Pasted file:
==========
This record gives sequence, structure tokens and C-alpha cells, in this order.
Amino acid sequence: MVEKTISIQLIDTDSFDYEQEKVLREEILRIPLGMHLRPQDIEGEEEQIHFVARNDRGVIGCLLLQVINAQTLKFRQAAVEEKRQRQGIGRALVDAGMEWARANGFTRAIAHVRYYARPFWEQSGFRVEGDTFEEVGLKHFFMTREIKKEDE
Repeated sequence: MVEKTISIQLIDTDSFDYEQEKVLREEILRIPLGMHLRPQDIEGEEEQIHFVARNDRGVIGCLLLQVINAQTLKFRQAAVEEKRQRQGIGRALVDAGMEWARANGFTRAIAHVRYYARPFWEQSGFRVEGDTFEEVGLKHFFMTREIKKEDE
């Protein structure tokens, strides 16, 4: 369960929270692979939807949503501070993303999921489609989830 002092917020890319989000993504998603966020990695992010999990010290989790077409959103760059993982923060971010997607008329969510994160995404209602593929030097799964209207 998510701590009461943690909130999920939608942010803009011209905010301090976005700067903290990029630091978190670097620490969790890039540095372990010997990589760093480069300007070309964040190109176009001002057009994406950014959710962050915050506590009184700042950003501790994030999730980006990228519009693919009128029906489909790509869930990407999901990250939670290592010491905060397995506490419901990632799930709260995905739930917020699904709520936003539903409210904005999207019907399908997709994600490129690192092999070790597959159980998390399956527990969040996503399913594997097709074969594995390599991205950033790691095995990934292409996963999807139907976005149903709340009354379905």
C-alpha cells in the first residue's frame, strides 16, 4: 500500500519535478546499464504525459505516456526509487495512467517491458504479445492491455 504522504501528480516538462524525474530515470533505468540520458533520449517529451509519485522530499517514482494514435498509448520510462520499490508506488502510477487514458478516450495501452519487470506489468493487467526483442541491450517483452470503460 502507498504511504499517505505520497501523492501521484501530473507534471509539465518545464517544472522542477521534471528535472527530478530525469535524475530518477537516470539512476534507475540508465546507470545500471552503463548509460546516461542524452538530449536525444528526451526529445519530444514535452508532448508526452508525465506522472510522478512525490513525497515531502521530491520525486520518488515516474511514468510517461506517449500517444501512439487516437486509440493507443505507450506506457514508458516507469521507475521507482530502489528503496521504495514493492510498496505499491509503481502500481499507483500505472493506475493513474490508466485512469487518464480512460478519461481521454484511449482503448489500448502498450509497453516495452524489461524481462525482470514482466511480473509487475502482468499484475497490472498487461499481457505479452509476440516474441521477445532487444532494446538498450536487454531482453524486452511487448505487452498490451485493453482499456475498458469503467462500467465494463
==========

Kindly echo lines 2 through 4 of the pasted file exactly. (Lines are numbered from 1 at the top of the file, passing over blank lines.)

Amino acid sequence: MVEKTISIQLIDTDSFDYEQEKVLREEILRIPLGMHLRPQDIEGEEEQIHFVARNDRGVIGCLLLQVINAQTLKFRQAAVEEKRQRQGIGRALVDAGMEWARANGFTRAIAHVRYYARPFWEQSGFRVEGDTFEEVGLKHFFMTREIKKEDE
Repeated sequence: MVEKTISIQLIDTDSFDYEQEKVLREEILRIPLGMHLRPQDIEGEEEQIHFVARNDRGVIGCLLLQVINAQTLKFRQAAVEEKRQRQGIGRALVDAGMEWARANGFTRAIAHVRYYARPFWEQSGFRVEGDTFEEVGLKHFFMTREIKKEDE
């Protein structure tokens, strides 16, 4: 369960929270692979939807949503501070993303999921489609989830 002092917020890319989000993504998603966020990695992010999990010290989790077409959103760059993982923060971010997607008329969510994160995404209602593929030097799964209207 998510701590009461943690909130999920939608942010803009011209905010301090976005700067903290990029630091978190670097620490969790890039540095372990010997990589760093480069300007070309964040190109176009001002057009994406950014959710962050915050506590009184700042950003501790994030999730980006990228519009693919009128029906489909790509869930990407999901990250939670290592010491905060397995506490419901990632799930709260995905739930917020699904709520936003539903409210904005999207019907399908997709994600490129690192092999070790597959159980998390399956527990969040996503399913594997097709074969594995390599991205950033790691095995990934292409996963999807139907976005149903709340009354379905």